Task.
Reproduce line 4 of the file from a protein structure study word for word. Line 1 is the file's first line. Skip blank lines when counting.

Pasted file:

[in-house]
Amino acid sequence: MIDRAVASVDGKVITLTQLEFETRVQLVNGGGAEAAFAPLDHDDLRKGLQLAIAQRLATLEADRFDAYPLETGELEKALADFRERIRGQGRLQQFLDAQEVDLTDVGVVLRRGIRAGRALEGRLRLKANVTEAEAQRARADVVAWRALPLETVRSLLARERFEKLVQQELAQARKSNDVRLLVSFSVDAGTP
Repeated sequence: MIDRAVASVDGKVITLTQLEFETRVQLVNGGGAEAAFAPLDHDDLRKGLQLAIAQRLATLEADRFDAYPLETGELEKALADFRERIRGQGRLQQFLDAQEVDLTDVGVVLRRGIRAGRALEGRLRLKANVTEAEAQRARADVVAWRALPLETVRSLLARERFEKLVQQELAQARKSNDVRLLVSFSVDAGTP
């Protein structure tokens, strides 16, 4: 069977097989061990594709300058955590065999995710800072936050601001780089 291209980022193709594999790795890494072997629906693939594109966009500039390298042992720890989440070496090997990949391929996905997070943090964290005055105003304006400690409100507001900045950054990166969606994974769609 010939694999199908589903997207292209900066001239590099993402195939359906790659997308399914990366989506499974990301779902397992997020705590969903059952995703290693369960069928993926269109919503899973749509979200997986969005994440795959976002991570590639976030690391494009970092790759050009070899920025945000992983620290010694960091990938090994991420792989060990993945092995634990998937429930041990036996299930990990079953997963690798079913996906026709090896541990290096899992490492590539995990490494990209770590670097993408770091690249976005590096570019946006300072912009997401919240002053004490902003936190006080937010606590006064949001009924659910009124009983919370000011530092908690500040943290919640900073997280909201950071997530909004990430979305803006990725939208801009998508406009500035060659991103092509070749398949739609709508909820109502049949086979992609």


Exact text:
């Protein structure tokens, strides 16, 4: 069977097989061990594709300058955590065999995710800072936050601001780089 291209980022193709594999790795890494072997629906693939594109966009500039390298042992720890989440070496090997990949391929996905997070943090964290005055105003304006400690409100507001900045950054990166969606994974769609 010939694999199908589903997207292209900066001239590099993402195939359906790659997308399914990366989506499974990301779902397992997020705590969903059952995703290693369960069928993926269109919503899973749509979200997986969005994440795959976002991570590639976030690391494009970092790759050009070899920025945000992983620290010694960091990938090994991420792989060990993945092995634990998937429930041990036996299930990990079953997963690798079913996906026709090896541990290096899992490492590539995990490494990209770590670097993408770091690249976005590096570019946006300072912009997401919240002053004490902003936190006080937010606590006064949001009924659910009124009983919370000011530092908690500040943290919640900073997280909201950071997530909004990430979305803006990725939208801009998508406009500035060659991103092509070749398949739609709508909820109502049949086979992609």